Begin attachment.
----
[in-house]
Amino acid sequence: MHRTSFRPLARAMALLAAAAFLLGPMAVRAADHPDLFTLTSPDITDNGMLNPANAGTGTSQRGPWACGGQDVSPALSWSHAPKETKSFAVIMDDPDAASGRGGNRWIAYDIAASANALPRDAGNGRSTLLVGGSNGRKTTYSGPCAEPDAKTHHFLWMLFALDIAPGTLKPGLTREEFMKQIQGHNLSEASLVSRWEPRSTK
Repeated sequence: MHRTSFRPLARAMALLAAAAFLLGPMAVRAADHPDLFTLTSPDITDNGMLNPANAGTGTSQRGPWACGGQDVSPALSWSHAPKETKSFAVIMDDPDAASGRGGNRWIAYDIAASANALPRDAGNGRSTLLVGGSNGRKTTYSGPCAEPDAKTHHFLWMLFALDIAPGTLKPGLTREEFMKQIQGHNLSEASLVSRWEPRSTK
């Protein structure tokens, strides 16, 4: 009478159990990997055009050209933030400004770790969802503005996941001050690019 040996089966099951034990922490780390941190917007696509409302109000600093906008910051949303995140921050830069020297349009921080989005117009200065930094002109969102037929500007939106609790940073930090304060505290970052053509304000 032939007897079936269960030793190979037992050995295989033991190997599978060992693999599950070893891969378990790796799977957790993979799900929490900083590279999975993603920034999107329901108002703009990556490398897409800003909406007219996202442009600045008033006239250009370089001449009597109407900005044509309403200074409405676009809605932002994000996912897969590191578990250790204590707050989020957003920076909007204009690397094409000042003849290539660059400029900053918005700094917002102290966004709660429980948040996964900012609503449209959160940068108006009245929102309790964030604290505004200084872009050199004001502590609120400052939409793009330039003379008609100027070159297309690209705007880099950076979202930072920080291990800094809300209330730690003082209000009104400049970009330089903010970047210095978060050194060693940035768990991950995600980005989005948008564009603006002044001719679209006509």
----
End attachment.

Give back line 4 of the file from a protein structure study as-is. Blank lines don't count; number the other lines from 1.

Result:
């Protein structure tokens, strides 16, 4: 009478159990990997055009050209933030400004770790969802503005996941001050690019 040996089966099951034990922490780390941190917007696509409302109000600093906008910051949303995140921050830069020297349009921080989005117009200065930094002109969102037929500007939106609790940073930090304060505290970052053509304000 032939007897079936269960030793190979037992050995295989033991190997599978060992693999599950070893891969378990790796799977957790993979799900929490900083590279999975993603920034999107329901108002703009990556490398897409800003909406007219996202442009600045008033006239250009370089001449009597109407900005044509309403200074409405676009809605932002994000996912897969590191578990250790204590707050989020957003920076909007204009690397094409000042003849290539660059400029900053918005700094917002102290966004709660429980948040996964900012609503449209959160940068108006009245929102309790964030604290505004200084872009050199004001502590609120400052939409793009330039003379008609100027070159297309690209705007880099950076979202930072920080291990800094809300209330730690003082209000009104400049970009330089903010970047210095978060050194060693940035768990991950995600980005989005948008564009603006002044001719679209006509």